One Year After the Devonshire Strike

When the Registered Nurses at Edmonton’s privately owned, for-profit Devonshire Care Centre look back at the two-week strike that started on New Year’s Eve 2012, they still shake their heads at the powerful support they received from other nurses and unions. The small group of nurses at the private, for-profit nursing home knew they were doing the right thing when they joined UNA, RN Careen Matias recalled soon after the strike ended, but they expected to be lonely, cold and bored on the picket line. “It was scary,” recalled RN Nerlyn Camat. “It was New Year’s Eve and we hadn’t met UNA members before … and it was freezing cold.” But that’s not the way it played out for the small group of 15 nurses at the South Edmonton continuing-care facility owned by Park Place Seniors Living Inc. of Vancouver, who by the fall of 2012 had concluded they had few options left but to go on strike to get a fair first contract.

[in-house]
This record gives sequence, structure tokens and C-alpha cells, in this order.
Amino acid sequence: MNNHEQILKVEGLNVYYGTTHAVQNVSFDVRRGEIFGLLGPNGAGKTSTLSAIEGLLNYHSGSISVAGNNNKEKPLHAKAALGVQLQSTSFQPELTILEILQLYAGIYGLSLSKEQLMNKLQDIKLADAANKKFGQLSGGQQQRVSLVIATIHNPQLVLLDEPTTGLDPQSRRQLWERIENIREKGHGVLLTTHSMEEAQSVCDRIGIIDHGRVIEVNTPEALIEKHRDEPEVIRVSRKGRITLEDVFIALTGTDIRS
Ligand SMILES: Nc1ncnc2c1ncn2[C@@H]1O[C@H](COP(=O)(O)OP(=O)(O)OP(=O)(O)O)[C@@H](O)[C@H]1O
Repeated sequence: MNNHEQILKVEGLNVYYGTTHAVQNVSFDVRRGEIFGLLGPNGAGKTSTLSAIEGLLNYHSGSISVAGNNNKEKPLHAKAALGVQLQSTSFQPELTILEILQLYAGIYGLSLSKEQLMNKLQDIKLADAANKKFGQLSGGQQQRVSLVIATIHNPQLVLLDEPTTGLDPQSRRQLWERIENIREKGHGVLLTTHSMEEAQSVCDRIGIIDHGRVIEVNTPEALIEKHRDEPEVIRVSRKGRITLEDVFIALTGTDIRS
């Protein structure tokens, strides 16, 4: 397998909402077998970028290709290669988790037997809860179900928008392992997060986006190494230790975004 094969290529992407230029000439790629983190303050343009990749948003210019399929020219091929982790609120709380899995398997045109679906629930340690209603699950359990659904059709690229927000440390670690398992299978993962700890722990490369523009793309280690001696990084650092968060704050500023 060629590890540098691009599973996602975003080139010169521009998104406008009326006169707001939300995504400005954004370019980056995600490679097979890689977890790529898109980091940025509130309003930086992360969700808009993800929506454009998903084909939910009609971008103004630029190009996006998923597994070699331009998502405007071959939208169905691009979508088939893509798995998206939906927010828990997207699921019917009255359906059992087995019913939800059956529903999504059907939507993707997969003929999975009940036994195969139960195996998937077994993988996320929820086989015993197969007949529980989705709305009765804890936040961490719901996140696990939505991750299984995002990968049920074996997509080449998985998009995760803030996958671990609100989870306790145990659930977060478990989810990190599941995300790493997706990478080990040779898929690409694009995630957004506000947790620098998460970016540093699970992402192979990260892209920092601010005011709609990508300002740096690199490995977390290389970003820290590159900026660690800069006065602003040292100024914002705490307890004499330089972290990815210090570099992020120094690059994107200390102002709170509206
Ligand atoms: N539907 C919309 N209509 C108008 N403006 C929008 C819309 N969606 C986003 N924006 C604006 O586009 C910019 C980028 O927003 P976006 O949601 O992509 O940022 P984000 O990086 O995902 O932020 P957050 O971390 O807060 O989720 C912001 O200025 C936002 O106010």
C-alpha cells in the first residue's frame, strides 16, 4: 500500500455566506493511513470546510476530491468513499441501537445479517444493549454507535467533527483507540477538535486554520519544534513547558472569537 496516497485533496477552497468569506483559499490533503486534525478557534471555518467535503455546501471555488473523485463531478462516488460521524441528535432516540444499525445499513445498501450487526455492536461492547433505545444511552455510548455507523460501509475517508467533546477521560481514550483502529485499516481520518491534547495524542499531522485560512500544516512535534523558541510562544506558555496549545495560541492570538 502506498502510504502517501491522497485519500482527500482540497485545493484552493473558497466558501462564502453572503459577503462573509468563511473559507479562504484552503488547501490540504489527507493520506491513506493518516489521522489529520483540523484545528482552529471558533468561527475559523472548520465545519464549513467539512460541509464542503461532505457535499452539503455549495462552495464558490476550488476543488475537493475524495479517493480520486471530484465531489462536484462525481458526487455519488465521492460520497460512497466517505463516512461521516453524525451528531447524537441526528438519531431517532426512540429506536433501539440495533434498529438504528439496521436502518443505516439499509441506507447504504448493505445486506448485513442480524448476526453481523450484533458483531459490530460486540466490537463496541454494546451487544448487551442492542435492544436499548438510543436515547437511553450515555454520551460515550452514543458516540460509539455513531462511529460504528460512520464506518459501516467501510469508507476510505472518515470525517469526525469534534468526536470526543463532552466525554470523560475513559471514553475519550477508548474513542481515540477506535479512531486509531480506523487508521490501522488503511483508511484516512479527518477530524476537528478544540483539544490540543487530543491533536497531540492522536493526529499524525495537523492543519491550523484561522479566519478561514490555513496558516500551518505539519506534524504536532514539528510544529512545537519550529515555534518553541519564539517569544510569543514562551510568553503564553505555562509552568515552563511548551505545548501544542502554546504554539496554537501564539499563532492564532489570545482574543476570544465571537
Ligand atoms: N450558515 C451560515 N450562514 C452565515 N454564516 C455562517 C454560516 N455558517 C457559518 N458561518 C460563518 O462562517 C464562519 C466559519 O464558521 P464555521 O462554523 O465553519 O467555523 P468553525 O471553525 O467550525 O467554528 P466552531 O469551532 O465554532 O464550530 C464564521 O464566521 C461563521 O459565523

“To see these people from UNA, and other support, it was a great feeling that we weren’t alone.”

RN Nerlyn Camat

In the end, the strike by the Devonshire nurses and the first collective agreement they won became an important victory for every Registered Nurse in Alberta, said UNA President Heather Smith, who spent part of almost every day during the strike on the picket line. “Next time we bargain, your employer will know that the nurses at Devonshire are as force to be reckoned with,” said Smith.

“We were only, as they say in the newspaper, a handful. But we showed that a handful could be heard!”

RN Helen Lichtner